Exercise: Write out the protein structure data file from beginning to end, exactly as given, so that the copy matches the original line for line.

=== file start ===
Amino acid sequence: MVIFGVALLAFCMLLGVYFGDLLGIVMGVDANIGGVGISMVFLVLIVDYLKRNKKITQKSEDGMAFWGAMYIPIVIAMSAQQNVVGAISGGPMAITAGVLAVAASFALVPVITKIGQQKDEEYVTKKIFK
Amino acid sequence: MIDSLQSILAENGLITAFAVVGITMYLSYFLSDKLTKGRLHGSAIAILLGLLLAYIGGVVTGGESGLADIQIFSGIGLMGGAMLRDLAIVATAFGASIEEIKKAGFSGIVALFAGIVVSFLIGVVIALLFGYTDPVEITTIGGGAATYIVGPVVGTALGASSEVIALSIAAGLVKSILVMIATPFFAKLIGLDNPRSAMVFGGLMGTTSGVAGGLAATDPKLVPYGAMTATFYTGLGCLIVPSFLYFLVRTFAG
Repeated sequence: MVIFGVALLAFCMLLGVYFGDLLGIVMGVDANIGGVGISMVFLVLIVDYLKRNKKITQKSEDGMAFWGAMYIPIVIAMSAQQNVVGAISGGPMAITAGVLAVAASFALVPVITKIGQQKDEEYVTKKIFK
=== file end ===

Amino acid sequence: MVIFGVALLAFCMLLGVYFGDLLGIVMGVDANIGGVGISMVFLVLIVDYLKRNKKITQKSEDGMAFWGAMYIPIVIAMSAQQNVVGAISGGPMAITAGVLAVAASFALVPVITKIGQQKDEEYVTKKIFK
Amino acid sequence: MIDSLQSILAENGLITAFAVVGITMYLSYFLSDKLTKGRLHGSAIAILLGLLLAYIGGVVTGGESGLADIQIFSGIGLMGGAMLRDLAIVATAFGASIEEIKKAGFSGIVALFAGIVVSFLIGVVIALLFGYTDPVEITTIGGGAATYIVGPVVGTALGASSEVIALSIAAGLVKSILVMIATPFFAKLIGLDNPRSAMVFGGLMGTTSGVAGGLAATDPKLVPYGAMTATFYTGLGCLIVPSFLYFLVRTFAG
Repeated sequence: MVIFGVALLAFCMLLGVYFGDLLGIVMGVDANIGGVGISMVFLVLIVDYLKRNKKITQKSEDGMAFWGAMYIPIVIAMSAQQNVVGAISGGPMAITAGVLAVAASFALVPVITKIGQQKDEEYVTKKIFK